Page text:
I recognize this pattern. I participate in it often without even questioning it. I make jokes about it and write about it, and still, I participate. It’s okay these days to openly fall into a binge and purge pattern on some things, not others. Because of awareness campaigns, after school specials, celebrity struggles or well-versed friends, most of us have been warned off binging and purging where food is concerned. We see it now. After years of media attention, we now understand that this pattern with food is damaging. It is a sign of a deeper problem. This ought to not come as a surprise to any of us anymore. Yet, it’s still a problem– girls, boys, young or old, the pattern continues. We empty, we fill, we empty again. What is it in us that perpetuates this damaging behavior?
And yet, there is still an undercurrent of “being okay” with the binge and purge, at least on some level. It’s subtle now– I ate too many Oreos so now I’ll work out harder. It’s a give and take mentality, many may argue. They think this is a healthy version of the binge and purge cycle. Calories in, calories out and all that. There’s some truth to this, of course. Move more, eat better, be attentive. Still, it gnaws at me. I don’t know that justifying this kind of emptying and filling and emptying is right either.
We can’t help but fall into damaging behaviors from time to time. It’s normal and healthy to work toward a course correction in the wake of that. I suppose that’s where I find myself today. After spending a few days laying low to fight off a nasty head cold last week I did the math on how much Netflix I indulged. It’s not pretty. I’m not bragging that I finished a whole season of a show I’ve been streaming in just a day or so. It’s troubling that I filled time that way and have little to show for it.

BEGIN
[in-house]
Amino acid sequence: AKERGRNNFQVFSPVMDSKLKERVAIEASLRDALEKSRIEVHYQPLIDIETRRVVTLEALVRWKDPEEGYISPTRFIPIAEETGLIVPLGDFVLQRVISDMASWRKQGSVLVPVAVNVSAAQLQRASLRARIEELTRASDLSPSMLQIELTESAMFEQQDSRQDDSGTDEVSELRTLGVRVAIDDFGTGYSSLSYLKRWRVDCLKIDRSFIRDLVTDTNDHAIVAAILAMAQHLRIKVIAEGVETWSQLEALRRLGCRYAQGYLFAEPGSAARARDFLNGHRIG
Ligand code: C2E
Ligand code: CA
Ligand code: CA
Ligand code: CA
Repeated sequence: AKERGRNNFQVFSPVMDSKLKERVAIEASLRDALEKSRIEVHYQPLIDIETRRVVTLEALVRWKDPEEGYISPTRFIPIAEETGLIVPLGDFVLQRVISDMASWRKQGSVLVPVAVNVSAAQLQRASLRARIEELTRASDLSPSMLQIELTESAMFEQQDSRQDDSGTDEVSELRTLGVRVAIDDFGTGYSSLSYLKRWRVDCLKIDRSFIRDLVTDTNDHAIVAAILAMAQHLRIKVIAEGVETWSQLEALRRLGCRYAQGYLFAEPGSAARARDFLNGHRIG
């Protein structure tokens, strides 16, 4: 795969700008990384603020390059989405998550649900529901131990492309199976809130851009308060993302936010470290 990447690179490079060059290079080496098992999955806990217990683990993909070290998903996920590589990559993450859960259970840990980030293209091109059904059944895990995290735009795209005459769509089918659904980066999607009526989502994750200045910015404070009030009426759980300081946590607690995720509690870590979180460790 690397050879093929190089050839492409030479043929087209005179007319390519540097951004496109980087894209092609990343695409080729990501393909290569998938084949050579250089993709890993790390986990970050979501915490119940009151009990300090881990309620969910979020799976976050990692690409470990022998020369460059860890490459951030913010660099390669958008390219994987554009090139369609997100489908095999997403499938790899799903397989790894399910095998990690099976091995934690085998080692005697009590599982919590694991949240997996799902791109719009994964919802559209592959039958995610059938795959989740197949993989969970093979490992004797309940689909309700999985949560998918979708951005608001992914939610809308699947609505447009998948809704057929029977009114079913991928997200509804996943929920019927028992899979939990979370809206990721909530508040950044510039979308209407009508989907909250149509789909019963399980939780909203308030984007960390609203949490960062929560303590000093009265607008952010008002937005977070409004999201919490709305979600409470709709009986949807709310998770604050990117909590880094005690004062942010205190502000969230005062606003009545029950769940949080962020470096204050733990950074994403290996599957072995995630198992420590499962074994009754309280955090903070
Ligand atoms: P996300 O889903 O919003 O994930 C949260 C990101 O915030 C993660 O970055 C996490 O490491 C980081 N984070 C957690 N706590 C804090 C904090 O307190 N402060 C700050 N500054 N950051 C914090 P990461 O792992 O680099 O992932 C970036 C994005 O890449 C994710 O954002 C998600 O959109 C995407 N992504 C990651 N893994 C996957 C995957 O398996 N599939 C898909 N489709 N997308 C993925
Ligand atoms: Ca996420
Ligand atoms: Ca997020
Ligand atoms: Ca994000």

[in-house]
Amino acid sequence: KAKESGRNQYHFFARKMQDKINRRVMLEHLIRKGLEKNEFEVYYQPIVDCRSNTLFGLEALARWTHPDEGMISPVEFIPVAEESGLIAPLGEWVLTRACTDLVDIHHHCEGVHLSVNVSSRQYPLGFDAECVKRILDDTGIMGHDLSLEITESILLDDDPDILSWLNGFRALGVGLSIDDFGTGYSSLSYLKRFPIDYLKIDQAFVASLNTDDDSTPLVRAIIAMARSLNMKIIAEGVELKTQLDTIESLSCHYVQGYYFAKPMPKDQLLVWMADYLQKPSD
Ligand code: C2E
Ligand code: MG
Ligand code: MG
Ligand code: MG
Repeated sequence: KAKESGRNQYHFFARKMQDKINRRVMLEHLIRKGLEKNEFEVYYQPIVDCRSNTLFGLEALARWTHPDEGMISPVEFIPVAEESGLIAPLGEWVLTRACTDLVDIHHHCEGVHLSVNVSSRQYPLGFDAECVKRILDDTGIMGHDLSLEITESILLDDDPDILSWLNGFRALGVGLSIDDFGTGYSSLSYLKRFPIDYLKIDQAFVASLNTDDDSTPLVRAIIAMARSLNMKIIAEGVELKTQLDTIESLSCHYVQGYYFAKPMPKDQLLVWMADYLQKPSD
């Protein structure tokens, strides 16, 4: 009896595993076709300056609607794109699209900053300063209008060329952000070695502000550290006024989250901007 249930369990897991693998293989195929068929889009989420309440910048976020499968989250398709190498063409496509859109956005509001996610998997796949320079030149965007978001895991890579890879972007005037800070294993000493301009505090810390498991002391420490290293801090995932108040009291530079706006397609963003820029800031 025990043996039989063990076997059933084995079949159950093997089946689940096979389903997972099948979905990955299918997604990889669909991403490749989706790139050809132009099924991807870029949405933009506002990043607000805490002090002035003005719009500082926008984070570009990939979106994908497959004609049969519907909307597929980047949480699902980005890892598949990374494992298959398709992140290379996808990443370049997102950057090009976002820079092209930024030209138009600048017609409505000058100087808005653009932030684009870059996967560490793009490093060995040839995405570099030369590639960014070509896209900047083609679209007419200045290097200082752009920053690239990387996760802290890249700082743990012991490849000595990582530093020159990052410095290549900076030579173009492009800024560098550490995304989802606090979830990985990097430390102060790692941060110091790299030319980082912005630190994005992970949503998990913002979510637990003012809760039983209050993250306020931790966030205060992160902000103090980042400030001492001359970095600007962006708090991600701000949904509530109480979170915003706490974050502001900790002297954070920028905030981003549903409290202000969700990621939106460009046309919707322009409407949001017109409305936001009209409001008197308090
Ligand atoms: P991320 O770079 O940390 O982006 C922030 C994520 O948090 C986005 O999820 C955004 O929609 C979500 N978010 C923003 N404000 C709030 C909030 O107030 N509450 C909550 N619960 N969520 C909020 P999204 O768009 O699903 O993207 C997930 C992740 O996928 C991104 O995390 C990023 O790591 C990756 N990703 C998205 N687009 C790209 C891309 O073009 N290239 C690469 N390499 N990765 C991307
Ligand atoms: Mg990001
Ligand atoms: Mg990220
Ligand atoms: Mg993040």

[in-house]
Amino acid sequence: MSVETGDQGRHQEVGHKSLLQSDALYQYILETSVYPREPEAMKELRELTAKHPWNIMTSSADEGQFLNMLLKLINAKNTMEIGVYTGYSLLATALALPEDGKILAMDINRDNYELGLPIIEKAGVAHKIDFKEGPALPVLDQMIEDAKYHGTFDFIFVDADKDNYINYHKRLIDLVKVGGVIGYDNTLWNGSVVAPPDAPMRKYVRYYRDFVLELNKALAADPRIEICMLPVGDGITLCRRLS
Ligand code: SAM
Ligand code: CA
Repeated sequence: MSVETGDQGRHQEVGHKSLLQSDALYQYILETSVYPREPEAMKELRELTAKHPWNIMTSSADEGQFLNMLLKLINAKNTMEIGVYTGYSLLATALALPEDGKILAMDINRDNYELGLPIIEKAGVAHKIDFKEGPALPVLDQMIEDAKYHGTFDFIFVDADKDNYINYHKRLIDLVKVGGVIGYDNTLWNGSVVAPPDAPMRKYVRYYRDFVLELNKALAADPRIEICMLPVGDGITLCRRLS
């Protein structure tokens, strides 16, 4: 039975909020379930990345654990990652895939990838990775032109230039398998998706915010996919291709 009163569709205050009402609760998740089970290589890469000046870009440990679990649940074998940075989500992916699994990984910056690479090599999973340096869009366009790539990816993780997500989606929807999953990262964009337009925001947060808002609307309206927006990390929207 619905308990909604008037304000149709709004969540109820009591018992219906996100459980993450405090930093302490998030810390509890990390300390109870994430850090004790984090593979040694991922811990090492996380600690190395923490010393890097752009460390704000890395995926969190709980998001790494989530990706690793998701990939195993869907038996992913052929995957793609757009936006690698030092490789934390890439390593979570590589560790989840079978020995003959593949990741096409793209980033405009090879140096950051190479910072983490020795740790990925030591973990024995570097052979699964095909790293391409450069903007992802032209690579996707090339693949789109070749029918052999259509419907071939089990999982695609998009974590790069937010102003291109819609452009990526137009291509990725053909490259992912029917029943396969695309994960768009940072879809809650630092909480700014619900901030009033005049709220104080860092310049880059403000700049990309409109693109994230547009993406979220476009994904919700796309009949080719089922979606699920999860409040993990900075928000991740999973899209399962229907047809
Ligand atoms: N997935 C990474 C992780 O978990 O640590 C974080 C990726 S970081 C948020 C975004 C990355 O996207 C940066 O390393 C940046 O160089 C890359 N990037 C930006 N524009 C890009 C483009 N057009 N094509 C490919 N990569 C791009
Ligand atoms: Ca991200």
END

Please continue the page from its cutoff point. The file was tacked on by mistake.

Of course, I can justify it– I was sick. I could do little else. Reading was out, coughing was in. Nose blowing is easier when Orphan Black is streaming in front of me. That’s not really the issue, though. Circumstances will always come into play. It’s the habit of the thing that bothers me and the lost time, the lost chance, the lost opportunity. I empty, I fill, I empty again.
This season of Lent has always seems to be about emptying. I’m giving this up, I giving that up. I’m making room. I’m moving obstacles out of the way so that I can focus, pay attention, be attentive. This is right and true, even so, perhaps there is something else, something more. I wonder as I think about the binge watching, how eager I feel to fill up when there is an empty space looming there. To talk into the quiet when it comes instead of letting the quiet just be there. It feels like forever since I just stared out the window and noticed the birds, the wind, the air moving the trees. That’s where life happens, all movement and waiting and poetry and liturgy.
So all this to say that it’s on my mind. It’s present, here, in my beating heart. I’m noticing the rhythm I’m in with this season cycle, this empty just hoping to be filled. I certainly do not have it figured out. I doubt I will solve the binge and purge puzzle before Pascha dawns on the stillness of Lent but it’s coming. I’m content, just now, to piece it together one moment, one season, at a time, in small bites, staying just a little bit hungry.